In-Place Upgrades Suck

As time goes to infinity the stability of a computer system goes to zero.

I don’t know if anybody else has said that, but it’s a law in my life as a system administrator. As you install and remove software you change systems in subtle ways. These changes aren’t reproducible, they’re undocumented, and they are unpredictable. At the very least you end up with extra files littering your systems. At the worst your system becomes less stable. Now imagine what happens when you install a new operating system, the biggest of applications, over the top of an old one?

This leads me to a corollary:

Do not upgrade systems in place. Always rebuild them.

Upgrading a system just lets the rot live longer. By rebuilding a system, rather than upgrading in place:

– you start at a known state, free of the errors and bad practices of your predecessors. You can implement new policies, procedures, and tools without having to worry about retrofitting the old system.

– you start at a known state, free of the errors and bad practices of your vendors. You can follow your vendor’s recent installation documentation, rather than inheriting their old, bad practices.

– you ensure that the documentation for a system is current, and ensure that those responsible for the system still understand it.

– you can test the reinstallation procedure easily, without having to take an image of the server and restore it somewhere else. Unless you have identical hardware to clone to, cloning a server to test an upgrade may introduce other little problems. It certainly isn’t the most clean of tests.

– you can do the rebuild in parallel with the working system if you have new hardware. Sure, you could clone the system and do the upgrade in parallel that way, but what if you want to get a new server? Will you be able to reliably move the old system image to a new machine? What sort of hardware-level problems and incompatibilities are you dragging forward with you?

Another thing to consider is that vendors usually don’t test compatibility using upgraded operating systems. It isn’t worth their time. They test with fresh installs. When they say “Certified under Windows Server 2003” they don’t mean “Certified under Windows Server 2003, upgraded from Windows 2000, upgraded from Windows NT 4.” They are always speaking of fresh installs.

I’ve never had a completely successful in-place operating system upgrade. I’ve always had odd problems afterwards, things that would never happen on a fresh install that take me hours to fix. On the whole, in-place upgrades seem to take 150% more time to complete than fresh installs, and that’s a number I quote to my customers when they complain that a rebuild will take too long. Once I explain all of the points above they usually see it my way, especially when I explain that a rebuild is a good long term investment, if only for the documentation.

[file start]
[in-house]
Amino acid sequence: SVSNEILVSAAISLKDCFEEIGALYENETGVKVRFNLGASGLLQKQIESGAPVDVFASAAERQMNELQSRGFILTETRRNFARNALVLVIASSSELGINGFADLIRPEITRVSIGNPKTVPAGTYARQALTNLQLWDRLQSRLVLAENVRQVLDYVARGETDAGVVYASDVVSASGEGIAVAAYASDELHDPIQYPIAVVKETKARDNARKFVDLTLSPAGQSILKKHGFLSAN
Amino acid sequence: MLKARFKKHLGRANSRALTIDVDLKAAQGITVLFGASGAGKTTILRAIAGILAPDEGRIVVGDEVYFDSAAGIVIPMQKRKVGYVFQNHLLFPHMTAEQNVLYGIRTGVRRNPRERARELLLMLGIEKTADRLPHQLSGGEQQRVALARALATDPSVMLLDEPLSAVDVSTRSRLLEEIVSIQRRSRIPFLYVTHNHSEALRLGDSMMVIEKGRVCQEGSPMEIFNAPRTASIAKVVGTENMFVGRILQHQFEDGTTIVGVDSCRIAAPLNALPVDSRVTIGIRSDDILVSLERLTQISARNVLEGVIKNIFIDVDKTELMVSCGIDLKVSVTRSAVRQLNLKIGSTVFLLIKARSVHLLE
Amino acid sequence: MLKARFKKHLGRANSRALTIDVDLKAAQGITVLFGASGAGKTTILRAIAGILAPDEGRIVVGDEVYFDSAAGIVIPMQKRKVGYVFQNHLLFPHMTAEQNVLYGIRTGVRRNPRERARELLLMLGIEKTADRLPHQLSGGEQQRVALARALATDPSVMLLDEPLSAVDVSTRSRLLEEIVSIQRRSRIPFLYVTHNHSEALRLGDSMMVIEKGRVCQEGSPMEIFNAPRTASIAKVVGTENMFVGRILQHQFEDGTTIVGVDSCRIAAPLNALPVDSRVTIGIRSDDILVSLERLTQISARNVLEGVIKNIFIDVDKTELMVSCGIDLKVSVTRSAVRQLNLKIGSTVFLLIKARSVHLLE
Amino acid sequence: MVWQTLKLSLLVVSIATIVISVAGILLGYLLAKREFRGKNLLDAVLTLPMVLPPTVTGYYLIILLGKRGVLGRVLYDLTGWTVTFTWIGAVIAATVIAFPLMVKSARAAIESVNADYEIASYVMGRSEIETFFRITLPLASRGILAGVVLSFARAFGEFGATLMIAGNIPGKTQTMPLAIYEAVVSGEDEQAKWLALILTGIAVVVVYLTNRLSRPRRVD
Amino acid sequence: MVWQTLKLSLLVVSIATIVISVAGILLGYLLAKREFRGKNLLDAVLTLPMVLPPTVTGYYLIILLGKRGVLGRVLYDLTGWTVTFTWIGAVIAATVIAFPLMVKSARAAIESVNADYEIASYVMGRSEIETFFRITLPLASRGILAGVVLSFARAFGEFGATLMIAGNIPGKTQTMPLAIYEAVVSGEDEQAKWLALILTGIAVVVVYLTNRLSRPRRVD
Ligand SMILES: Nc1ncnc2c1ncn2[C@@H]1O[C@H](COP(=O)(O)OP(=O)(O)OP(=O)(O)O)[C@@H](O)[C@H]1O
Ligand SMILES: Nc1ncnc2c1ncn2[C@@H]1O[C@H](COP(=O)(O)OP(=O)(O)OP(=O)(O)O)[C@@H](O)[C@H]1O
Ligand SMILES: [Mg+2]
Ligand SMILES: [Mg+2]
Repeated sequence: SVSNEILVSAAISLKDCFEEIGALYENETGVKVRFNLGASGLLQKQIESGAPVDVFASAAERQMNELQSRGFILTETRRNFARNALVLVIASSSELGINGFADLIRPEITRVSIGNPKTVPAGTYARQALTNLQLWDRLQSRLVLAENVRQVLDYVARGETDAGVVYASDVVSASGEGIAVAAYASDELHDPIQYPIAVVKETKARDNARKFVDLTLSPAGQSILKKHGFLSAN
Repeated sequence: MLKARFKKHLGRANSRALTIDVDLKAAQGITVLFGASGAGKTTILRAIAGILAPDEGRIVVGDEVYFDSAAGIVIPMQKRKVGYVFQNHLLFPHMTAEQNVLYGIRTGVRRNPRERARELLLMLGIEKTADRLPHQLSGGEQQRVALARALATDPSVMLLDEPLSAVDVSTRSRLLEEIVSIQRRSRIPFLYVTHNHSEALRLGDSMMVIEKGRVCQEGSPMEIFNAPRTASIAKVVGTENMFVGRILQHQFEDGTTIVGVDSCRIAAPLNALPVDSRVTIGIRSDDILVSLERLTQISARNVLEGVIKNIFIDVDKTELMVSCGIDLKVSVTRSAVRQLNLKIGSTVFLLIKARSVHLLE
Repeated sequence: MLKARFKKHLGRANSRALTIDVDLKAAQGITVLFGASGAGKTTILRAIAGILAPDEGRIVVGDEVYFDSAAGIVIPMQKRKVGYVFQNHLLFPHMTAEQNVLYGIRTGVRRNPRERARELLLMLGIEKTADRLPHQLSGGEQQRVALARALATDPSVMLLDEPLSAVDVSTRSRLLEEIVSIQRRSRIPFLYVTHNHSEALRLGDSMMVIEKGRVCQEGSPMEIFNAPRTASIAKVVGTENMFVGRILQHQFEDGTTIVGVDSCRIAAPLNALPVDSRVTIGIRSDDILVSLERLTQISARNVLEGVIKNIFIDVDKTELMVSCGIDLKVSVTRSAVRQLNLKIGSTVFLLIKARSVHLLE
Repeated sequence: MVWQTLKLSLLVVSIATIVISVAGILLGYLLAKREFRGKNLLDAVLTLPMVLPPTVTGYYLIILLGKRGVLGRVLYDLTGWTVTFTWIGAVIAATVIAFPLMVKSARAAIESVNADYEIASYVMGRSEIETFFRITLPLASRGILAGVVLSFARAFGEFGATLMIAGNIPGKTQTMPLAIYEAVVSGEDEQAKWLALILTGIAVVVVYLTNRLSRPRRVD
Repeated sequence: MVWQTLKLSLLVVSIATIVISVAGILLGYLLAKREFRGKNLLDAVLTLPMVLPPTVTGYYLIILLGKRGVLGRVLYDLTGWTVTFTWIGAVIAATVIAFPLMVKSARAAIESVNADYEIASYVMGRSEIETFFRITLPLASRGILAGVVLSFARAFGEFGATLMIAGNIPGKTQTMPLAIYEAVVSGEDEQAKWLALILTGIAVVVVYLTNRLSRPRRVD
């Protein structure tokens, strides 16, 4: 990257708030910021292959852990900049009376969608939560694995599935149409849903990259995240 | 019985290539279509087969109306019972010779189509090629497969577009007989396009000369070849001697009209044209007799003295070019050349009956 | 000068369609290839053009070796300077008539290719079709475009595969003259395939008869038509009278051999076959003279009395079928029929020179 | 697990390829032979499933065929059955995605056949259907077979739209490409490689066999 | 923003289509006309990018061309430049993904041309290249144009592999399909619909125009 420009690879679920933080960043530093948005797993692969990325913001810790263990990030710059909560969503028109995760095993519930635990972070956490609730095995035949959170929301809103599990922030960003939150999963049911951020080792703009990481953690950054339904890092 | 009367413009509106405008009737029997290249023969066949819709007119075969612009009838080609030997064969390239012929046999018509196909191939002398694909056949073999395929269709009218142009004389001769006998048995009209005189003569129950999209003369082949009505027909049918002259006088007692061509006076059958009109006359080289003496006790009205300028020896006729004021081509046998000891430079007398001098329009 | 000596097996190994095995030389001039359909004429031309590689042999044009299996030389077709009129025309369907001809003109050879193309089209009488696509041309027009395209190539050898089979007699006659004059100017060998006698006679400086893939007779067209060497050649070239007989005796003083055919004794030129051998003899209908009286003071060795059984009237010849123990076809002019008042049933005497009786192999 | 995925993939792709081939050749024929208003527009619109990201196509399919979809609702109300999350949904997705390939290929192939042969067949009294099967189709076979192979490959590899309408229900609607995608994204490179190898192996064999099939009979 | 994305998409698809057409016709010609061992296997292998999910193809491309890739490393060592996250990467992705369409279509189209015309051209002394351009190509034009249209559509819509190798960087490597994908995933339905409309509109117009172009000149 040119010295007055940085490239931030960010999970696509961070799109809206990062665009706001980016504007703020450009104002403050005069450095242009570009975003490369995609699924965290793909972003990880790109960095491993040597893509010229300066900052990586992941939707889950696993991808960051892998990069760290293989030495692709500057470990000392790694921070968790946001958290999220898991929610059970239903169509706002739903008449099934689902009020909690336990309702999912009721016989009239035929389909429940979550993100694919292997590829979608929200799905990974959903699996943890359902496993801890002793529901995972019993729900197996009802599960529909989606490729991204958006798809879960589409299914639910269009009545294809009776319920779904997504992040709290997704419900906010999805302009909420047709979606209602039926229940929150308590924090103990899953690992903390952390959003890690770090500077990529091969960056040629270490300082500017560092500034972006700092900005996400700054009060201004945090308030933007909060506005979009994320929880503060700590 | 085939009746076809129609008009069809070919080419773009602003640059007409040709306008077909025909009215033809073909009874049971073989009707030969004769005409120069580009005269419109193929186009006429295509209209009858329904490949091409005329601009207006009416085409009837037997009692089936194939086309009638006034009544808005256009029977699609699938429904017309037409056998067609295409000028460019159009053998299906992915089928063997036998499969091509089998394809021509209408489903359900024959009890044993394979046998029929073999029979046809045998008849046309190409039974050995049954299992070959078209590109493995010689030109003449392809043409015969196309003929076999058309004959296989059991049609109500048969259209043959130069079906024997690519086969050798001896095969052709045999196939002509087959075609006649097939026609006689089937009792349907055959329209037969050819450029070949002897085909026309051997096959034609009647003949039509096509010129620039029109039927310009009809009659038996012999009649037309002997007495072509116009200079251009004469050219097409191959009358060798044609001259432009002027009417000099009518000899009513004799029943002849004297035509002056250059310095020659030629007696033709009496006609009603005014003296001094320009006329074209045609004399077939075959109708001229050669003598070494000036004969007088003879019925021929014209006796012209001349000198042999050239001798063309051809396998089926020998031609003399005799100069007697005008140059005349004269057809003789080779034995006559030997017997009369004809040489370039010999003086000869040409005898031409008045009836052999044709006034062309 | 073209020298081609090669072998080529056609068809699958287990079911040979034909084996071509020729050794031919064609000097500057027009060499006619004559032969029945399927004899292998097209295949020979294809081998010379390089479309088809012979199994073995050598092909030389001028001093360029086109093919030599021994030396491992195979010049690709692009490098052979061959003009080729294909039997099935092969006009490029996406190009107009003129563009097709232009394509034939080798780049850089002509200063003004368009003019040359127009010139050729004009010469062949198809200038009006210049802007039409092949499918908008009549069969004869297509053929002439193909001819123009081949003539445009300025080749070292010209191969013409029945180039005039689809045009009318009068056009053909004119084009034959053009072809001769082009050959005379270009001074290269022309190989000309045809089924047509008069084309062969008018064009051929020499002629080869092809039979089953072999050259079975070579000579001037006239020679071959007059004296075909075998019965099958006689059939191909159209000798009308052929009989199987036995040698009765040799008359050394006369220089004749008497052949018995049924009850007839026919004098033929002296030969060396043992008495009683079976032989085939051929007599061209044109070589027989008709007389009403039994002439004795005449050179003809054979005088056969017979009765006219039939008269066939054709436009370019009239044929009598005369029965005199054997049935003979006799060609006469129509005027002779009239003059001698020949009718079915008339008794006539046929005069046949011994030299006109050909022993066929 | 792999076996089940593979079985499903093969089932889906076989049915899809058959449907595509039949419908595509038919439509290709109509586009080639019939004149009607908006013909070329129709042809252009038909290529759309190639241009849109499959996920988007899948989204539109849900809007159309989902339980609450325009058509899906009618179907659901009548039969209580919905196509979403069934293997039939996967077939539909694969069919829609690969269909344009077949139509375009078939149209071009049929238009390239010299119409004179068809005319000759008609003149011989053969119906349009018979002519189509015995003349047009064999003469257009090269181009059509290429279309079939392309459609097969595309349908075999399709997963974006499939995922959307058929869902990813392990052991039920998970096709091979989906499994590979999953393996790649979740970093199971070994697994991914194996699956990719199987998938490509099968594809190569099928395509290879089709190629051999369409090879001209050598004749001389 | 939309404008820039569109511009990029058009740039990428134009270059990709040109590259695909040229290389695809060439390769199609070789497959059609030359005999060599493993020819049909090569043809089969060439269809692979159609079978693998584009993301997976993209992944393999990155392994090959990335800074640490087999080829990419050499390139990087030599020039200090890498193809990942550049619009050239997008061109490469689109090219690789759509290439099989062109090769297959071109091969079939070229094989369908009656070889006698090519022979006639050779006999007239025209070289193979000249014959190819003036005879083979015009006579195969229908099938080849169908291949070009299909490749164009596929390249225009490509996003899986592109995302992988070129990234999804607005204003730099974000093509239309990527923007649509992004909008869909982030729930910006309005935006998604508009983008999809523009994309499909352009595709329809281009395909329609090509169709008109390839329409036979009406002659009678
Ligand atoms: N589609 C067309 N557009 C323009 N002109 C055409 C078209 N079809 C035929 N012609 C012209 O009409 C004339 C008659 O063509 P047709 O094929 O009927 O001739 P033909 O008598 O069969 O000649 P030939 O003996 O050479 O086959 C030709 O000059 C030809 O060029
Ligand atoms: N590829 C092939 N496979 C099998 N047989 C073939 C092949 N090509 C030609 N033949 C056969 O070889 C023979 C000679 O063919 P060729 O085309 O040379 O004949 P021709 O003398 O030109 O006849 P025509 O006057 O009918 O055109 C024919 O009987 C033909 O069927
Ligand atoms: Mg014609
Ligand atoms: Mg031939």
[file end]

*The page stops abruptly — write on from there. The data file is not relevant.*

Save yourself and your customers time, money, and downtime, both in the short term and in the long run, by not doing in-place upgrades.

Update: Okay, so I was thinking about this topic all last night as I was doing a clean install of Microsoft Vista on my home PC. While that was happening my blog software, Omea, was offline, stored nicely on an external drive. Had it not been offline I would have read the Lifehacker post on how to make the Vista upgrade go smoothly if you can’t do a fresh install. This is the second time I’ve run into Lifehacker like this, I swear I’m not copying you! 🙂

4 thoughts on “In-Place Upgrades Suck”

  1. I cannot count the number of times an in place upgrade has created more problems than just going through the complete rebuild of the server in the first place. Fortunately, I now carry the same mentality of only performing rebuilds of production equipment. Dependencies these days are almost to the point of exponential in comparison to the days of yore.

  2. Amen, brother. It’s almost impossible to manage dependencies on systems, like Microsoft OSes, where there is no package management.

    In fact, that’s a whole other rant, why MS doesn’t use package managers for their own stuff. It’d make updates so much easier to sort out. Plus when they say “you need the Visual Studio C++ Runtime Libraries” you could fire up a little client and just auto-download the latest package.

  3. Agreed. I’d say that the .NET framework makes up for DLL hell somewhat, but it still doesn’t fully correct the issues of the above said.

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